The social development approach to social welfare is based on the premise that the most effective way of improving people's lot is through social programmes that encourage and enable their participation in the productive economy. In this approach economic progress is regarded as vital for social improvement. However, this emphasis on economic development may turn out to be counterproductive and may lead to injustice done to the people that social workers want to empower by depleting and destroying the environment. Social work must adapt by adopting an eco-spiritual approach that promotes the survival of all species and fits in with the environmental.
European Sociological Review, vol.26, 2010, p. 203-217
Research has not investigated the impact of increased ethnic diversity on individual attitudes to social expenditure. This article seeks to fill this gap by exploring the impact of demographic change on citizens' support for the welfare state in Sweden, a country which, until recently, remained relatively ethnically homogeneous. Results show that recent higher levels of immigration are eroding support for the welfare state at the county level and have a negative effect on attitudes to spending on universal services.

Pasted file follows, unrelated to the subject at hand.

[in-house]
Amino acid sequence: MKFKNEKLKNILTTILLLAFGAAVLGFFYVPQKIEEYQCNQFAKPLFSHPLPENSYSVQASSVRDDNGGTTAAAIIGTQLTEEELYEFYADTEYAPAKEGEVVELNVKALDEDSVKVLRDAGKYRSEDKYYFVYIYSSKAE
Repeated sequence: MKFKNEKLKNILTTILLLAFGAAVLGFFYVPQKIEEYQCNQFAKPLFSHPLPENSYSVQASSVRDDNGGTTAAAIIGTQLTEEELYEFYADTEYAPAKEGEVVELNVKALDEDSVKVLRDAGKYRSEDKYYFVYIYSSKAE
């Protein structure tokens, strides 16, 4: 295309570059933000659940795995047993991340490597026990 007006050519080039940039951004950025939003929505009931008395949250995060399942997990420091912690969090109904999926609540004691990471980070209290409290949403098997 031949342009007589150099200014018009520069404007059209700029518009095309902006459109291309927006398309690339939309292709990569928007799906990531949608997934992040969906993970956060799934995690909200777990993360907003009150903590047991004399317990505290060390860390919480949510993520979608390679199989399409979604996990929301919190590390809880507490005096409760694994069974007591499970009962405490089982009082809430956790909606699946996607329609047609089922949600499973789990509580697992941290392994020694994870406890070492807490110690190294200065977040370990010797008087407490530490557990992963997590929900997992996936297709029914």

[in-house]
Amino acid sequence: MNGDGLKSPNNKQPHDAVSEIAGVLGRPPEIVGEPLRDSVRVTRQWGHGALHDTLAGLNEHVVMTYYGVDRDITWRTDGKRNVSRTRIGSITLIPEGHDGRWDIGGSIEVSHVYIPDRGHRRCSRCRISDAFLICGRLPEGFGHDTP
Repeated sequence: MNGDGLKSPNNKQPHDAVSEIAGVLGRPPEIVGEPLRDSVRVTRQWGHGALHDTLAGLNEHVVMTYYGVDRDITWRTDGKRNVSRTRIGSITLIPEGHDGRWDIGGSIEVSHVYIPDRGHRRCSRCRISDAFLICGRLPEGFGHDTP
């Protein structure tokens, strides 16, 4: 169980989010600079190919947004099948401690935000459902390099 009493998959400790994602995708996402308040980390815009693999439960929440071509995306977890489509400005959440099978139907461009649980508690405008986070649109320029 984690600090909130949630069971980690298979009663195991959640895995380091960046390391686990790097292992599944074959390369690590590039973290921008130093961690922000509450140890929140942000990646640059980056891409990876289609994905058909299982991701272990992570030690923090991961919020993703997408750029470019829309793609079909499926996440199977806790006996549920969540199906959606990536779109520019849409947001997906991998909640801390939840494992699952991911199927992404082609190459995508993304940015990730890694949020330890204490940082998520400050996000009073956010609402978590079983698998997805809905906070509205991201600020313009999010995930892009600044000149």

B. Burgoon and F. Dekker
Journal of European Social Policy, vol. 20, 2010, p. 126-141
Flexible or atypical employment, such as temporary contracts, agency work and part-time jobs, is increasingly common in industrialised economies. A case is developed in this article that temporary and part-time employment may constitute employment risks that make workers in such contracts feel more insecure about their jobs and/or income, in turn increasing support for social policies that address unemployment risk. It is hypothesised that entering flexible employment will increase support for unemployment assistance. The authors find broad support for this hypothesis in individual level survey data from 15 EU member states.